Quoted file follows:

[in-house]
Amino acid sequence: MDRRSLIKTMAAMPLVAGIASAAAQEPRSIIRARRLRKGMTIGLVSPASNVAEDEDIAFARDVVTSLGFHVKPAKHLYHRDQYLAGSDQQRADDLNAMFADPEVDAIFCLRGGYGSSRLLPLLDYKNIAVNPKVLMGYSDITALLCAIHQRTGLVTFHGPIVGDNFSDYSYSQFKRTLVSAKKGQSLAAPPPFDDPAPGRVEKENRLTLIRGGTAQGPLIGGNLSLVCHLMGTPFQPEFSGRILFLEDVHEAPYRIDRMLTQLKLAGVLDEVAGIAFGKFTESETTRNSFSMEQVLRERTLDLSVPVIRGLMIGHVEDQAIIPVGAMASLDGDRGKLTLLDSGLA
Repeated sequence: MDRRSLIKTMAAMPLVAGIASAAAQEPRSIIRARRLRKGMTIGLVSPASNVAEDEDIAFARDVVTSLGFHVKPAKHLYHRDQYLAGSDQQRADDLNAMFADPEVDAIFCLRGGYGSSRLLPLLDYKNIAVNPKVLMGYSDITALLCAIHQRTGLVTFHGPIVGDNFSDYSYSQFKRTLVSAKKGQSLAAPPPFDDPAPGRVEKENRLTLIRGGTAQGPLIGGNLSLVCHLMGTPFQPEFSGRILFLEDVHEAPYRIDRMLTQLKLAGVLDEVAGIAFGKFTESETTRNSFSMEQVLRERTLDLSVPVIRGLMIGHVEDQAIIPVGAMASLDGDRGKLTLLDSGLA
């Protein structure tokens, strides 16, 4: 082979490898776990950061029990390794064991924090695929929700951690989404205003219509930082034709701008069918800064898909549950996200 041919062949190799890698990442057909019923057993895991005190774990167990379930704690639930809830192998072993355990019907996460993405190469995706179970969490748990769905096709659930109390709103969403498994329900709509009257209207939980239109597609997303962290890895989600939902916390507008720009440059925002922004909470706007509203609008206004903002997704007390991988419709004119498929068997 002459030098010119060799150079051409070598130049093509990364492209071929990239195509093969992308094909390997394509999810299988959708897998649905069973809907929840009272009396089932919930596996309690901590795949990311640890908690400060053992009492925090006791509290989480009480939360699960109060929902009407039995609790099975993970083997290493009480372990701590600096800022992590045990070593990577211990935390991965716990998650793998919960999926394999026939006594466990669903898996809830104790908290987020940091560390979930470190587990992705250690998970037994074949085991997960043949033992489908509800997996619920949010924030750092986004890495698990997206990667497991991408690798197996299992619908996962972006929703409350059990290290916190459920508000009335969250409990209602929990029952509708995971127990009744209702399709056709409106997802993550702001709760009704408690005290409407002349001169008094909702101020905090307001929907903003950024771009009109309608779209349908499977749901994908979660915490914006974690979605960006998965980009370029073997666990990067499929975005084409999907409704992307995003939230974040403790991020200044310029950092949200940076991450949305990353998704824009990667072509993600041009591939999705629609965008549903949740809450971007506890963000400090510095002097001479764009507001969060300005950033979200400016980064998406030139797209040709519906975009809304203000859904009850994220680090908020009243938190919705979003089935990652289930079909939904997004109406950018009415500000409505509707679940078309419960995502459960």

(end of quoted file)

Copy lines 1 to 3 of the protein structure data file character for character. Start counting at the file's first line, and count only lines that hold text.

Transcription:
[in-house]
Amino acid sequence: MDRRSLIKTMAAMPLVAGIASAAAQEPRSIIRARRLRKGMTIGLVSPASNVAEDEDIAFARDVVTSLGFHVKPAKHLYHRDQYLAGSDQQRADDLNAMFADPEVDAIFCLRGGYGSSRLLPLLDYKNIAVNPKVLMGYSDITALLCAIHQRTGLVTFHGPIVGDNFSDYSYSQFKRTLVSAKKGQSLAAPPPFDDPAPGRVEKENRLTLIRGGTAQGPLIGGNLSLVCHLMGTPFQPEFSGRILFLEDVHEAPYRIDRMLTQLKLAGVLDEVAGIAFGKFTESETTRNSFSMEQVLRERTLDLSVPVIRGLMIGHVEDQAIIPVGAMASLDGDRGKLTLLDSGLA
Repeated sequence: MDRRSLIKTMAAMPLVAGIASAAAQEPRSIIRARRLRKGMTIGLVSPASNVAEDEDIAFARDVVTSLGFHVKPAKHLYHRDQYLAGSDQQRADDLNAMFADPEVDAIFCLRGGYGSSRLLPLLDYKNIAVNPKVLMGYSDITALLCAIHQRTGLVTFHGPIVGDNFSDYSYSQFKRTLVSAKKGQSLAAPPPFDDPAPGRVEKENRLTLIRGGTAQGPLIGGNLSLVCHLMGTPFQPEFSGRILFLEDVHEAPYRIDRMLTQLKLAGVLDEVAGIAFGKFTESETTRNSFSMEQVLRERTLDLSVPVIRGLMIGHVEDQAIIPVGAMASLDGDRGKLTLLDSGLA